Efrain De Luna,

Biodiversidad y Sistemática, 

INECOL. Xalapa. México. 



Contents of this website


Phylogenetic classification

Hedwigiaceae Taxonomic treatment

Keys to genera




Pseudobraunia (link to Flora of North America)




HEDWIGIDIUM Bruch & Schimper, Bryol. Eur. 3: 155 (1846).

Type: Hedwigidium imberbe (Sm.) Bruch & Schimp.

Hedwigia sect. Hedwigidium (Bruch & Schimp.) Mitt. J. Proc. Linn. Soc., Bot. 7: 160. 1863.
Harrisonia subg. Hedwigidium (Bruch & Schimp.) Hampe. Verh. Zool.-Bot. Ges. Wien 21: 386. 1871.

Hedwigia subg. Hedwigidium (Bruch & Schimp.) Lindb. Musci Scand. 40. 1879.
Braunia sect. Hedwigidium (Bruch & Schimp.) Müll. Hal. Linnaea 42: 378. 1879.

Not: Hedwigidium integrifolium (P.Beauv.) C.E.O.Jensen, Skand. Bladmossfl., 369. 1939. (= Hedwigia integrifolia P.Beauv., Prodr. Aethéogam, 60. 1805).


Description. Plants medium or robust (2- 3 cm), in loose or dense, tufts or mats, dark green or red-brown. Stems sympodially branched, plagiotropic, tips ascending; branches short, terete and blunt, some stoloniform. Pseudoparaphyllia foliose, base much wider than long, lobed-dentate, cells papillose.

Leaves imbricate, spreading, concave, weakly plicate, short ovate, ovate lanceolate to narrow lanceolate, apiculate, or gradually acuminate; ecostate; apex concolorous, entire, erose, crenulate or serrulate; margins revolute or narrowly recurved up to the base of the acumen; leaf cells thick-walled, sinuose, medial and upper cells with 3-4 low, rounded, unbranched papillae, marginal, bending over lumen; apical cells, short to long elliptical; upper cells long-rectangular to subquadrate or oblate; basal median cells long-rectangular, yellow; basal marginal cells shorty rectangular, quadrate, or oblate, smooth, dark reddish brown.

Autoicous. Perigonia terminal on short sympodia, alternating with sympodia terminated with perichaetia. Perichaetial leaves erect, elongate, overtopping the capsules, margins entire, undulate; paraphyses short, or as long as the perichaetial leaves.

Setae short; neck very short ampullaceus; capsules immersed, erect, symmetric, broadly urceolate, subglobose, to cyathiform; furrowed when wet or dry, red brown; macrostomus; exothecial cells subquadrate, isodiametric to oblong; stomata few, superficial, only at neck; operculum base conic, umbonate, rounded or small rostellate.

Calyptra cucullate, small, or conic mitrate, 1.5 mm long, 2–4-lobed, covering only the operculum.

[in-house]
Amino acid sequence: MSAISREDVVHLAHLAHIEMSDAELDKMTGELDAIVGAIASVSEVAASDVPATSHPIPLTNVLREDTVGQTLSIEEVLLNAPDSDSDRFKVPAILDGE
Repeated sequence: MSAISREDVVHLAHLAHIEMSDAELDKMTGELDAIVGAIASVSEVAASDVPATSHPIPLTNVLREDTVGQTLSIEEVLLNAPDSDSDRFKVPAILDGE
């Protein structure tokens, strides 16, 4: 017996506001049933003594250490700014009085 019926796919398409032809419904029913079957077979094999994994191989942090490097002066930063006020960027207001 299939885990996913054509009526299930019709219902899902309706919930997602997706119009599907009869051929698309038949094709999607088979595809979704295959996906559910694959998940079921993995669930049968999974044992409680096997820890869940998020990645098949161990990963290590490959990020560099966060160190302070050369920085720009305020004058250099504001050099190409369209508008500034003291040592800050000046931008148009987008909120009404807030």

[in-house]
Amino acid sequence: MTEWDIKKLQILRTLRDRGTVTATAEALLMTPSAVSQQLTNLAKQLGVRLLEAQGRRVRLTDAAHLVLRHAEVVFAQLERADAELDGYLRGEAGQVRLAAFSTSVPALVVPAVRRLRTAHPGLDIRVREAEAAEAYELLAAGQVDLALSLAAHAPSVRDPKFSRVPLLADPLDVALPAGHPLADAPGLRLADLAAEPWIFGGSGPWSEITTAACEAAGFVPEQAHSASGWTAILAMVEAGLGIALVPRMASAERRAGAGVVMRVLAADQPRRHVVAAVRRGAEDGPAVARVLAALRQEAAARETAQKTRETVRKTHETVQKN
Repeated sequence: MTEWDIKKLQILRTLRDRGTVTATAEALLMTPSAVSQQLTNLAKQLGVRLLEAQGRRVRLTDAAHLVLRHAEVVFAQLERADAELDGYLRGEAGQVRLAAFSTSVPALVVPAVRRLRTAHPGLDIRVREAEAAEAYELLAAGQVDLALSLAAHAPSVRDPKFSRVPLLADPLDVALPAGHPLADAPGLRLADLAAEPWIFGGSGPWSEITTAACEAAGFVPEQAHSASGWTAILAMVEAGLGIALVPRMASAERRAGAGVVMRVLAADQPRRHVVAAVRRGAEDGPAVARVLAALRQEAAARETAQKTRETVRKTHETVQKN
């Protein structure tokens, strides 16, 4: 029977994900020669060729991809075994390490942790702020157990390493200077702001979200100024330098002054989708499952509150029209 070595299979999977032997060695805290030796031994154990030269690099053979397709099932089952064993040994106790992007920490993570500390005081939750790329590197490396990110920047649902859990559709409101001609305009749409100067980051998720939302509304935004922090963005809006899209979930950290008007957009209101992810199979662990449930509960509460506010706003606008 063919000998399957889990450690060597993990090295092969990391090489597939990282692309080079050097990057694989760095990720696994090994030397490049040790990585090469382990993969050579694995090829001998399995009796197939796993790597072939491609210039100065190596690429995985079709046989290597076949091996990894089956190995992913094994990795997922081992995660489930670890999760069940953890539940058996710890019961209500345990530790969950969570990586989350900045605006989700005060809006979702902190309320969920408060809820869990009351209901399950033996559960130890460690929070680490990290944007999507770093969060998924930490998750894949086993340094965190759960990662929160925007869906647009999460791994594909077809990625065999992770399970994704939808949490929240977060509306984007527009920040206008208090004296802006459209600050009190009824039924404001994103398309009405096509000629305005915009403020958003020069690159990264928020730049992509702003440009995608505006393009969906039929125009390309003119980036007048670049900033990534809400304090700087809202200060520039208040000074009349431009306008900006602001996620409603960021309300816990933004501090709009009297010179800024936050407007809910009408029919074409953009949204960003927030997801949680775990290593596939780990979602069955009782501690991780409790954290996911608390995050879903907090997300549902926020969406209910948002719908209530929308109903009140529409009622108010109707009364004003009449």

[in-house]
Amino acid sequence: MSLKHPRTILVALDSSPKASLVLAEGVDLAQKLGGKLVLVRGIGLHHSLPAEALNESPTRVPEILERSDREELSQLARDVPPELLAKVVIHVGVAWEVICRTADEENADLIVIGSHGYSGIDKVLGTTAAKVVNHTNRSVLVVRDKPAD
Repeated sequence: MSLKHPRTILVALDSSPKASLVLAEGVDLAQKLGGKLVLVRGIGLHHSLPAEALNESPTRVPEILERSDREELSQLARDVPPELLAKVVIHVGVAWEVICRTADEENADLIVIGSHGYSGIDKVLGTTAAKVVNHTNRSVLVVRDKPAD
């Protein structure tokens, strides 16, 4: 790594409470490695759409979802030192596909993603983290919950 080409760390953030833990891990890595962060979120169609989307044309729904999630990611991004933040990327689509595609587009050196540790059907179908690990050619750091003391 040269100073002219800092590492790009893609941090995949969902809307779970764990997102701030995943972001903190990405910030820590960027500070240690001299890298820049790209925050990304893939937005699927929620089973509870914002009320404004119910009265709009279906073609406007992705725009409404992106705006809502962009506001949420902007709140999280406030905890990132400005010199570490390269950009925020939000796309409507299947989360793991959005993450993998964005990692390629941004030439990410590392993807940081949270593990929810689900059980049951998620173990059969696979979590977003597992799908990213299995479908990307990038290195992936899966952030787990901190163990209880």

Spores 20 (24–27) -33 μm, vermiculate-papillose.

Hedwigidium imberbe, on rock; near Villareal, Tlaxcala. México.


Species: 1.


Europe: United Kingdom, Norway, France, Italy, and Spain. Africa: Cameroon, DR Congo, Malawi, Tanzania, Uganda, Zimbabwe, Reunion Island, Kenya. South Africa.

Asia: India, Sri Lanka, Indonesia. Australia, New Zealand. Central America: Mexico, Guatemala, El Salvador, Honduras, Costa Rica, Dominican Republic.

South America: Venezuela, Colombia, Ecuador, Perú, Bolivia, Chile, Argentina, Brazil.

Hedwigidium imberbe (Sm.) Bruch & Schimp. Bryol. Eur. 3
(fasc. 29-30): 157. 1846.

≡ Gymnostomum imberbe Sm., Engl. Bot. 32: 2237. 1811

≡ Anictangium imberbe (Sm.) Hook. & Taylor, Muscol. Brit. 14. 1818

≡ Schistidium imberbe (Sm.) Nees & Hornsch., Bryol. Germ. 1: 99. 1823

≡ Anictangium ciliatum var. rufescens Arnott, Mém. Soc. Linn. Paris 5: 226. 1827

≡ Schistidium ciliatum var. imberbe (Sm.) Huebener, Muscologia Germanica 30. 1833

≡ Hedwigia imberbis (Sm.) Spruce, Musci Pyren. 263. 1847

≡ Neckera imberbis (Sm.) Müll. Hal., Syn. Musc. Frond. 2: 105. 1851

≡ Braunia imberbis (Sm.) N. Dalton & D.G. Long, J. Bryol. 34(1): 60. 2012.

Type citation: “Discovered on dry rocks upon mountains in the west of Ireland by Miss Hutchins, who in 1809 sent specimens to Mr. Turner, which he has kindly communicated to us”.

TYPE: UNITED KINGDOM. Ireland, Glengariff, 1810, Miss (Ellen) Hutchins. Mr. Turner s.n. (holotype: LINN, isotype: BM).

Since Bruch and Schimper (1846) established Hedwigidium, a few more species have been classified in the genus.

Jaeger (1876), besides H. imberbe, listed H. emersum (Müll. Hal. & Hampe) A. Jaeger from New Zealand, and H. drummondi (Taylor) A. Jaeger from western Australia; a few years later he added H. rhabdocarpum (Hampe) A. Jaeger from Colombia and H. glyphocarpum (Hampe) A. Jaeger from Brasil (Jaeger 1880).

Two more species were included in the genus when Paris (1896) first listed H. teres (Müll. Hal.) Paris from central Africa (Mount Kilimanjaro); from South Africa he added H. erosum (Müll. Hal.) Paris.

The last two species to be included in the genus were H. macrocalyx (Müll. Hal.) Paris and H. serrae (Müll. Hal.) Paris, both from southwestern Brasil (Paris, 1900). Ultimately all these species have been traditionally considered synonyms under H. imberbe.